His work at the Ministry focuses on younger immigrants and their problems adjusting to the Finnish society. Ahtisaari believes that it is easiest for immigrants to meet Finns and gain their respect by working. “Finland has this deep-down ethic that anybody that does work is a good guy, regardless of their ethnic background,” he says. Unfortunately, less than 50% of immigrants are currently employed. Ahtisaari has arranged for model employers, like the Central Post Office in Pasila, to speak with other companies that are considering foreign employees. “Companies can directly ask other companies about their experiences. It works better than the Ministry stepping in and pointing out that certain personnel policies are racist.”
Ahtisaari also represents the Immigrant Division by speaking in schools, universities and rotary clubs. His latest project, Minun Suomeni (My Finland) is an address supporting a multi-cultural Finland, signed already by hundreds of people. “The petition shows that many people believe that Finland has a great deal to gain from being multi-cultural and feel that it is an integral part of the international human rights culture,” he explains. Ahtisaari has just 160 days of civil service left this fall, after which he plans to return to New York to defend his Ph.D. dissertation. He hopes to return to Finland some day soon because “it feels like home.”
Winds of Change in Finnish Development Aid
Each year, the Finnish government has difficulties deciding on an development aid allocation for the national budget and this year was no exception. Finland is below the UN standard of 0.7% of the GNP, falling now to 0.34. On the international forum, where GNP percentage determines decision-making power, a small country like Finland is given little say in how its money is spent. “Lipponen’s government has made a decision to achieve 0.7 again, but there has been no time frame set. A goal of 0.4 is targeted for the year 2 000,” explains Kirsi Lintonen of the Finnish Development Cooperation Division (KYO).
Finnish development aid began when Finland joined the UN and the OECD. The country itself was still receiving aid in 1956 when its first representatives left for the Suez canal to preserve the peace. Now with EU membership, Finland’s development aid has become mandatory, no longer a response to international pressure. Finland has moved to ‘conditional’ aid, and instead of target countries, there is now talk about partners, 76 countries in all. “If a country uses aid money incorrectly, we certainly aren’t obligated to give them more. No government that is misappropriating funds can demand that they receive more aid.” Lintonen defends the conditional clause. “Our emphasis is on democratization. Dealing with a corrupt dictator cannot be a long-term interest in terms of lasting investment or profitable export sales relationships, for example.”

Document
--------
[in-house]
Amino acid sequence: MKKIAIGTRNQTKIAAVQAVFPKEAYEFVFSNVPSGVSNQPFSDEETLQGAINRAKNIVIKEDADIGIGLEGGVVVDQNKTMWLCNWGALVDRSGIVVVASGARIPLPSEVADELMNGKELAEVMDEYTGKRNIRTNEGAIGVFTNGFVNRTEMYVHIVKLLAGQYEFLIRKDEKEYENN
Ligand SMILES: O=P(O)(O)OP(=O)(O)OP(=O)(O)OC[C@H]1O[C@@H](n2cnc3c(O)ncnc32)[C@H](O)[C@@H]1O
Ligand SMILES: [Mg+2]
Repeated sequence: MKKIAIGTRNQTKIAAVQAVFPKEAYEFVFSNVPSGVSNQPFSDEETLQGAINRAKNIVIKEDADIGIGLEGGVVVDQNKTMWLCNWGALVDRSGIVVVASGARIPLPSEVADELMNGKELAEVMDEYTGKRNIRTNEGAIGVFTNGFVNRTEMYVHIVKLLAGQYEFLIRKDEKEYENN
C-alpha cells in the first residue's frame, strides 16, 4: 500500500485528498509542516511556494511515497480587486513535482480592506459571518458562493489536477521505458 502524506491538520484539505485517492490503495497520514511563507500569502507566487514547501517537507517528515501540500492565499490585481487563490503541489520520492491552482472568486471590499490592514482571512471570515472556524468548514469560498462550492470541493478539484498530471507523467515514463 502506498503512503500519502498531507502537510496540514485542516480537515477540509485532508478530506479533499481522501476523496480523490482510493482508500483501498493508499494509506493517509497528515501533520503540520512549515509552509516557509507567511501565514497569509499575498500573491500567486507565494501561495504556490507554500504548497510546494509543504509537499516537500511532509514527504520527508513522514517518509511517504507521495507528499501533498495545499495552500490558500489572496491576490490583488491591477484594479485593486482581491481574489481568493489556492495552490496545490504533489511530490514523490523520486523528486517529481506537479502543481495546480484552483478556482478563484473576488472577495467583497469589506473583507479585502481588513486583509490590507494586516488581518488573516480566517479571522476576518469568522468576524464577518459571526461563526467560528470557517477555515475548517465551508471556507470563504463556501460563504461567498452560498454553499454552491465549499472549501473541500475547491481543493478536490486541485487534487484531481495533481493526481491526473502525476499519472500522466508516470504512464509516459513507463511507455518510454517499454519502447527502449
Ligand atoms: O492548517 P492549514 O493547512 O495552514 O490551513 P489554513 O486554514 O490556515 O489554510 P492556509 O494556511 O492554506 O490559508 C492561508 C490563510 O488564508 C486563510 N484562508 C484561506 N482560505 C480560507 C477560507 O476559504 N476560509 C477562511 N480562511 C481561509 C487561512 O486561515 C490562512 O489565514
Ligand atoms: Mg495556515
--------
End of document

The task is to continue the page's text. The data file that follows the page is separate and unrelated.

Love and Anarchy In Helsinki
The eleventh annual Helsinki Film Festival, Love and Anarchy, is scheduled for September 18-27. After touring some of Europe’s most famous film festivals, Love and Anarchy organizers Mika Seppälä and Pekka Lanerva have put together another lineup of terrific cinema. From Cannes, Seppälä brought home Fear and Loathing in Las Vegas from Hunter S. Thompson, the father of ‘gonzo journalism’, and two short films Cutting Moments and Home from Douglas Buck about family communication breakdowns.
Lanerva found John Maybury’s film Love is the Devil at Cannes, “A enchantingly beautiful film from a confessional homosexual artist,” he explains, as well as Caspar Noé’s new film Seule Contre Tous (Alone Against the World). From Portugal, Seppälä brought home four films from Ivan Cardozo. “Cardozo is a national hero in Brazil, the crazy cousin of the president makes films like John Waters and Russ Meyer. Unbelievable humor, sex and violence mixed with a Brazilian recipe.”
by Pamela Kaskinen